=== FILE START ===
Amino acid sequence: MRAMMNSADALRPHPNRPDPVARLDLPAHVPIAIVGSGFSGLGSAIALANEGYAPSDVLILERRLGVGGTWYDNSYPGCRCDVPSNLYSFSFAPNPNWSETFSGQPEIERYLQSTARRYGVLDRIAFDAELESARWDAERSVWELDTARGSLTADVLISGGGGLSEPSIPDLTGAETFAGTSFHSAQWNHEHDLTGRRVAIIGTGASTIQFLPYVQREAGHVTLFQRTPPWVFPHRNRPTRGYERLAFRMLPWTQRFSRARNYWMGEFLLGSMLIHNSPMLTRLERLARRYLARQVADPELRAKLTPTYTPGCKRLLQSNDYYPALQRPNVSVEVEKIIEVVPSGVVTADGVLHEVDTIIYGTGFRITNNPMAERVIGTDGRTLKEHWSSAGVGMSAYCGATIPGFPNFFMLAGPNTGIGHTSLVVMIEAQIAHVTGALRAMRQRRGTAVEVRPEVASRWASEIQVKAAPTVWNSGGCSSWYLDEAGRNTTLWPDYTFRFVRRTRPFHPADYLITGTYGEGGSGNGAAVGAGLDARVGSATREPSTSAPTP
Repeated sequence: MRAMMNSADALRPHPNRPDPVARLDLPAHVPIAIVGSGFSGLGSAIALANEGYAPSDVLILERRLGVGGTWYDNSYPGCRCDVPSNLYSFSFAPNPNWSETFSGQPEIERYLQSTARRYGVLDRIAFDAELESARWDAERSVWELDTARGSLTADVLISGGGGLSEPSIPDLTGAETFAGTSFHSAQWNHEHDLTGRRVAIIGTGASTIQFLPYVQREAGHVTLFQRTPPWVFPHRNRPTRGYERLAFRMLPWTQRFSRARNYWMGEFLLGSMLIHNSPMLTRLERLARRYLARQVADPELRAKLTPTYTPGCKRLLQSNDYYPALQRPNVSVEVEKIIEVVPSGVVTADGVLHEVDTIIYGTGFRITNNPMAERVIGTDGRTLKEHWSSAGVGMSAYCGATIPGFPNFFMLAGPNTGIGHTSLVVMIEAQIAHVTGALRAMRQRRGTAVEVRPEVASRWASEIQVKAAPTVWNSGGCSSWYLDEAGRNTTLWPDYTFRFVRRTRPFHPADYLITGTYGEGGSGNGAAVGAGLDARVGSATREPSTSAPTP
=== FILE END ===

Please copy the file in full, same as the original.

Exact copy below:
Amino acid sequence: MRAMMNSADALRPHPNRPDPVARLDLPAHVPIAIVGSGFSGLGSAIALANEGYAPSDVLILERRLGVGGTWYDNSYPGCRCDVPSNLYSFSFAPNPNWSETFSGQPEIERYLQSTARRYGVLDRIAFDAELESARWDAERSVWELDTARGSLTADVLISGGGGLSEPSIPDLTGAETFAGTSFHSAQWNHEHDLTGRRVAIIGTGASTIQFLPYVQREAGHVTLFQRTPPWVFPHRNRPTRGYERLAFRMLPWTQRFSRARNYWMGEFLLGSMLIHNSPMLTRLERLARRYLARQVADPELRAKLTPTYTPGCKRLLQSNDYYPALQRPNVSVEVEKIIEVVPSGVVTADGVLHEVDTIIYGTGFRITNNPMAERVIGTDGRTLKEHWSSAGVGMSAYCGATIPGFPNFFMLAGPNTGIGHTSLVVMIEAQIAHVTGALRAMRQRRGTAVEVRPEVASRWASEIQVKAAPTVWNSGGCSSWYLDEAGRNTTLWPDYTFRFVRRTRPFHPADYLITGTYGEGGSGNGAAVGAGLDARVGSATREPSTSAPTP
Repeated sequence: MRAMMNSADALRPHPNRPDPVARLDLPAHVPIAIVGSGFSGLGSAIALANEGYAPSDVLILERRLGVGGTWYDNSYPGCRCDVPSNLYSFSFAPNPNWSETFSGQPEIERYLQSTARRYGVLDRIAFDAELESARWDAERSVWELDTARGSLTADVLISGGGGLSEPSIPDLTGAETFAGTSFHSAQWNHEHDLTGRRVAIIGTGASTIQFLPYVQREAGHVTLFQRTPPWVFPHRNRPTRGYERLAFRMLPWTQRFSRARNYWMGEFLLGSMLIHNSPMLTRLERLARRYLARQVADPELRAKLTPTYTPGCKRLLQSNDYYPALQRPNVSVEVEKIIEVVPSGVVTADGVLHEVDTIIYGTGFRITNNPMAERVIGTDGRTLKEHWSSAGVGMSAYCGATIPGFPNFFMLAGPNTGIGHTSLVVMIEAQIAHVTGALRAMRQRRGTAVEVRPEVASRWASEIQVKAAPTVWNSGGCSSWYLDEAGRNTTLWPDYTFRFVRRTRPFHPADYLITGTYGEGGSGNGAAVGAGLDARVGSATREPSTSAPTP